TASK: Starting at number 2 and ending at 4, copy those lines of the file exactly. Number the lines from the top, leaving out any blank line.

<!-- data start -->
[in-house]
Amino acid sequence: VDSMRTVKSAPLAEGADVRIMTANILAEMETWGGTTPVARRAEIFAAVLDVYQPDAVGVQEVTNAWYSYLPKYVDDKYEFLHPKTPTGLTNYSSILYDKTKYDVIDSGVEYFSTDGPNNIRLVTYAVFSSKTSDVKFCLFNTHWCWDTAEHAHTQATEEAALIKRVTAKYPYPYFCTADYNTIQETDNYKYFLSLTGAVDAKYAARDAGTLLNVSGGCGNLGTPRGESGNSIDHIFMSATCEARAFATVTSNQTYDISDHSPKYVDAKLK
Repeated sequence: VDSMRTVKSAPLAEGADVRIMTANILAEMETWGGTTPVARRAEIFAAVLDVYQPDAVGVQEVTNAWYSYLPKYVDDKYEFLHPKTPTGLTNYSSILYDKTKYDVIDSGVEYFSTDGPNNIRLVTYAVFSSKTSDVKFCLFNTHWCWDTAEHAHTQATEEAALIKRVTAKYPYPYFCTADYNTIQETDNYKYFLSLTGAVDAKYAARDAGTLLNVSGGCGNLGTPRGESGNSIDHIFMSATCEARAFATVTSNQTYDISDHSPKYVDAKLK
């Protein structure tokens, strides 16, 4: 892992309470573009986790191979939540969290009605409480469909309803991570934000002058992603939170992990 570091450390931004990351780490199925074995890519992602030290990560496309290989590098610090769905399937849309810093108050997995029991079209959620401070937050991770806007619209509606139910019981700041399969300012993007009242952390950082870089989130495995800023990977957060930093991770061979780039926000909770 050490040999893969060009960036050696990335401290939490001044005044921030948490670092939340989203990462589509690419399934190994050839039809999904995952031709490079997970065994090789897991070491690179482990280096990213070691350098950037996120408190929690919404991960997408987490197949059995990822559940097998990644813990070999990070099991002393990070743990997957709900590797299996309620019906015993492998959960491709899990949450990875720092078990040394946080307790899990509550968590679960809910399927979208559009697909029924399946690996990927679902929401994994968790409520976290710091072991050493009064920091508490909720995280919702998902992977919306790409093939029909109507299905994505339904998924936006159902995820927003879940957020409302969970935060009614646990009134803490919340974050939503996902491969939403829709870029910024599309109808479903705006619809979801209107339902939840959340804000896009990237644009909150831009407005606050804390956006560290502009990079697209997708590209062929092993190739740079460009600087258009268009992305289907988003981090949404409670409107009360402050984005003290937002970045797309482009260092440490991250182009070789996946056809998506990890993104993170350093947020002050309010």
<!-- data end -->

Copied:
Amino acid sequence: VDSMRTVKSAPLAEGADVRIMTANILAEMETWGGTTPVARRAEIFAAVLDVYQPDAVGVQEVTNAWYSYLPKYVDDKYEFLHPKTPTGLTNYSSILYDKTKYDVIDSGVEYFSTDGPNNIRLVTYAVFSSKTSDVKFCLFNTHWCWDTAEHAHTQATEEAALIKRVTAKYPYPYFCTADYNTIQETDNYKYFLSLTGAVDAKYAARDAGTLLNVSGGCGNLGTPRGESGNSIDHIFMSATCEARAFATVTSNQTYDISDHSPKYVDAKLK
Repeated sequence: VDSMRTVKSAPLAEGADVRIMTANILAEMETWGGTTPVARRAEIFAAVLDVYQPDAVGVQEVTNAWYSYLPKYVDDKYEFLHPKTPTGLTNYSSILYDKTKYDVIDSGVEYFSTDGPNNIRLVTYAVFSSKTSDVKFCLFNTHWCWDTAEHAHTQATEEAALIKRVTAKYPYPYFCTADYNTIQETDNYKYFLSLTGAVDAKYAARDAGTLLNVSGGCGNLGTPRGESGNSIDHIFMSATCEARAFATVTSNQTYDISDHSPKYVDAKLK
């Protein structure tokens, strides 16, 4: 892992309470573009986790191979939540969290009605409480469909309803991570934000002058992603939170992990 570091450390931004990351780490199925074995890519992602030290990560496309290989590098610090769905399937849309810093108050997995029991079209959620401070937050991770806007619209509606139910019981700041399969300012993007009242952390950082870089989130495995800023990977957060930093991770061979780039926000909770 050490040999893969060009960036050696990335401290939490001044005044921030948490670092939340989203990462589509690419399934190994050839039809999904995952031709490079997970065994090789897991070491690179482990280096990213070691350098950037996120408190929690919404991960997408987490197949059995990822559940097998990644813990070999990070099991002393990070743990997957709900590797299996309620019906015993492998959960491709899990949450990875720092078990040394946080307790899990509550968590679960809910399927979208559009697909029924399946690996990927679902929401994994968790409520976290710091072991050493009064920091508490909720995280919702998902992977919306790409093939029909109507299905994505339904998924936006159902995820927003879940957020409302969970935060009614646990009134803490919340974050939503996902491969939403829709870029910024599309109808479903705006619809979801209107339902939840959340804000896009990237644009909150831009407005606050804390956006560290502009990079697209997708590209062929092993190739740079460009600087258009268009992305289907988003981090949404409670409107009360402050984005003290937002970045797309482009260092440490991250182009070789996946056809998506990890993104993170350093947020002050309010």